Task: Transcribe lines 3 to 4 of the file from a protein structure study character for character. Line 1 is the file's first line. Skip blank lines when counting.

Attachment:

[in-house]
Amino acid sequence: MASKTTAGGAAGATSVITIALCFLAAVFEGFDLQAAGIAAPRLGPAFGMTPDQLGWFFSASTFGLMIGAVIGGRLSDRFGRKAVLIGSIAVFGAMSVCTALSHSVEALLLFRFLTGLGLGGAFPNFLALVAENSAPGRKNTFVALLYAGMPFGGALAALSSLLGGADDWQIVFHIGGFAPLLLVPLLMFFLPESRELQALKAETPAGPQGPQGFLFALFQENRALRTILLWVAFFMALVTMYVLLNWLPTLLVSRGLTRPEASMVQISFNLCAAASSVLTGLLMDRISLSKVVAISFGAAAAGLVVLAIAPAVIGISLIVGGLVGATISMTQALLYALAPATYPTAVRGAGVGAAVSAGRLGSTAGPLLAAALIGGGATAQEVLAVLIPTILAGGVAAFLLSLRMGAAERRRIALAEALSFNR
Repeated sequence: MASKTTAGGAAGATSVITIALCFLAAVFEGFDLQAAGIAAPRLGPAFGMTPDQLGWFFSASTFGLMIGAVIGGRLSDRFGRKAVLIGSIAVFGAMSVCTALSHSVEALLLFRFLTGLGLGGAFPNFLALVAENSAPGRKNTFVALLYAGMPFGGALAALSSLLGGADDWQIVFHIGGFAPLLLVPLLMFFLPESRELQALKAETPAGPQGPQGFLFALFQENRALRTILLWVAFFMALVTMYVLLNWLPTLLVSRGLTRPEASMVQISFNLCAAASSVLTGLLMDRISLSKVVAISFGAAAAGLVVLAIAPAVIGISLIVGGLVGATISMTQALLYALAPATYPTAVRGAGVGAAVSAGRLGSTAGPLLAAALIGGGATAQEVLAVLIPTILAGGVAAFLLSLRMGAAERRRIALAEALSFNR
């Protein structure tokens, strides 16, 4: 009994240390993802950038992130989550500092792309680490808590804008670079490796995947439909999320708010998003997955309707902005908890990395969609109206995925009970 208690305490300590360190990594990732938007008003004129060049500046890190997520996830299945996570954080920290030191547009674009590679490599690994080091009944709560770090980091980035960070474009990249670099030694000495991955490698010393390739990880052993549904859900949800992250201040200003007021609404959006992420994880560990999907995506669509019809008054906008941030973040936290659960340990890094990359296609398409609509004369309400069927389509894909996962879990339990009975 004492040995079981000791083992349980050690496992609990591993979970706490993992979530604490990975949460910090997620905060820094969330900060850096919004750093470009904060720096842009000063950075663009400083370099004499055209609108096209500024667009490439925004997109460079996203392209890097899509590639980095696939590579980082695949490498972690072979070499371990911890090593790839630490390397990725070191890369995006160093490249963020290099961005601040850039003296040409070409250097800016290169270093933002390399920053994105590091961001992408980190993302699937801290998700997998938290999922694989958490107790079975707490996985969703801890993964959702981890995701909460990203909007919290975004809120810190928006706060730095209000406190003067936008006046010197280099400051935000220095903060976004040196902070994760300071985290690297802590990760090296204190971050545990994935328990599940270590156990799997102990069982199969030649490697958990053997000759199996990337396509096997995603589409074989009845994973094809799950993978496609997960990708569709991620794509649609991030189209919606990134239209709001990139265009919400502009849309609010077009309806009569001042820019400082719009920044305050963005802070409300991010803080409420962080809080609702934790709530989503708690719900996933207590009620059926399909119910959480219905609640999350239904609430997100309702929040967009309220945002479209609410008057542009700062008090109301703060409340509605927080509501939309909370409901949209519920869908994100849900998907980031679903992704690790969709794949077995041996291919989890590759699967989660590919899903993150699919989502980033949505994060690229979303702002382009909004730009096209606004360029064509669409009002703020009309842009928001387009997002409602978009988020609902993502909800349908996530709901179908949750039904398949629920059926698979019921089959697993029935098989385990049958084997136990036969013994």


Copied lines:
Repeated sequence: MASKTTAGGAAGATSVITIALCFLAAVFEGFDLQAAGIAAPRLGPAFGMTPDQLGWFFSASTFGLMIGAVIGGRLSDRFGRKAVLIGSIAVFGAMSVCTALSHSVEALLLFRFLTGLGLGGAFPNFLALVAENSAPGRKNTFVALLYAGMPFGGALAALSSLLGGADDWQIVFHIGGFAPLLLVPLLMFFLPESRELQALKAETPAGPQGPQGFLFALFQENRALRTILLWVAFFMALVTMYVLLNWLPTLLVSRGLTRPEASMVQISFNLCAAASSVLTGLLMDRISLSKVVAISFGAAAAGLVVLAIAPAVIGISLIVGGLVGATISMTQALLYALAPATYPTAVRGAGVGAAVSAGRLGSTAGPLLAAALIGGGATAQEVLAVLIPTILAGGVAAFLLSLRMGAAERRRIALAEALSFNR
């Protein structure tokens, strides 16, 4: 009994240390993802950038992130989550500092792309680490808590804008670079490796995947439909999320708010998003997955309707902005908890990395969609109206995925009970 208690305490300590360190990594990732938007008003004129060049500046890190997520996830299945996570954080920290030191547009674009590679490599690994080091009944709560770090980091980035960070474009990249670099030694000495991955490698010393390739990880052993549904859900949800992250201040200003007021609404959006992420994880560990999907995506669509019809008054906008941030973040936290659960340990890094990359296609398409609509004369309400069927389509894909996962879990339990009975 004492040995079981000791083992349980050690496992609990591993979970706490993992979530604490990975949460910090997620905060820094969330900060850096919004750093470009904060720096842009000063950075663009400083370099004499055209609108096209500024667009490439925004997109460079996203392209890097899509590639980095696939590579980082695949490498972690072979070499371990911890090593790839630490390397990725070191890369995006160093490249963020290099961005601040850039003296040409070409250097800016290169270093933002390399920053994105590091961001992408980190993302699937801290998700997998938290999922694989958490107790079975707490996985969703801890993964959702981890995701909460990203909007919290975004809120810190928006706060730095209000406190003067936008006046010197280099400051935000220095903060976004040196902070994760300071985290690297802590990760090296204190971050545990994935328990599940270590156990799997102990069982199969030649490697958990053997000759199996990337396509096997995603589409074989009845994973094809799950993978496609997960990708569709991620794509649609991030189209919606990134239209709001990139265009919400502009849309609010077009309806009569001042820019400082719009920044305050963005802070409300991010803080409420962080809080609702934790709530989503708690719900996933207590009620059926399909119910959480219905609640999350239904609430997100309702929040967009309220945002479209609410008057542009700062008090109301703060409340509605927080509501939309909370409901949209519920869908994100849900998907980031679903992704690790969709794949077995041996291919989890590759699967989660590919899903993150699919989502980033949505994060690229979303702002382009909004730009096209606004360029064509669409009002703020009309842009928001387009997002409602978009988020609902993502909800349908996530709901179908949750039904398949629920059926698979019921089959697993029935098989385990049958084997136990036969013994």